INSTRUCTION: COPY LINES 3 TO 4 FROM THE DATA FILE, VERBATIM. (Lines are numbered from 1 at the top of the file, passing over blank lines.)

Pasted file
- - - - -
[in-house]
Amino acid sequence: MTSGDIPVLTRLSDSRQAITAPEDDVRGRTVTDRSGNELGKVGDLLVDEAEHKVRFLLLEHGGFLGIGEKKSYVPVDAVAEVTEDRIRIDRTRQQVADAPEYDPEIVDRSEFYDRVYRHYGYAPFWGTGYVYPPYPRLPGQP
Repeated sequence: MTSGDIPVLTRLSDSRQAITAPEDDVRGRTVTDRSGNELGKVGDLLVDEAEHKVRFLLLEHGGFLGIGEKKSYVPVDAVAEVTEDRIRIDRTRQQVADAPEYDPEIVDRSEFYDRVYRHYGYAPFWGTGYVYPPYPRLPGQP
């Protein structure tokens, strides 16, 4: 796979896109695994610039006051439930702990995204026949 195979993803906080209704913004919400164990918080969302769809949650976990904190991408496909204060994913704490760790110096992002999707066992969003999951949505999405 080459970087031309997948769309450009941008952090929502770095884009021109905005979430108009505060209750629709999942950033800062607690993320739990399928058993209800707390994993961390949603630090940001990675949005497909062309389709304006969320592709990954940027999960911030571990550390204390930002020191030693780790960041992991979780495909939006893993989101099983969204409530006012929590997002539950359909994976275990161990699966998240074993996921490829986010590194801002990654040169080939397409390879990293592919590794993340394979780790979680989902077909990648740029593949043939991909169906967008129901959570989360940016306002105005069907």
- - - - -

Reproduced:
Repeated sequence: MTSGDIPVLTRLSDSRQAITAPEDDVRGRTVTDRSGNELGKVGDLLVDEAEHKVRFLLLEHGGFLGIGEKKSYVPVDAVAEVTEDRIRIDRTRQQVADAPEYDPEIVDRSEFYDRVYRHYGYAPFWGTGYVYPPYPRLPGQP
């Protein structure tokens, strides 16, 4: 796979896109695994610039006051439930702990995204026949 195979993803906080209704913004919400164990918080969302769809949650976990904190991408496909204060994913704490760790110096992002999707066992969003999951949505999405 080459970087031309997948769309450009941008952090929502770095884009021109905005979430108009505060209750629709999942950033800062607690993320739990399928058993209800707390994993961390949603630090940001990675949005497909062309389709304006969320592709990954940027999960911030571990550390204390930002020191030693780790960041992991979780495909939006893993989101099983969204409530006012929590997002539950359909994976275990161990699966998240074993996921490829986010590194801002990654040169080939397409390879990293592919590794993340394979780790979680989902077909990648740029593949043939991909169906967008129901959570989360940016306002105005069907």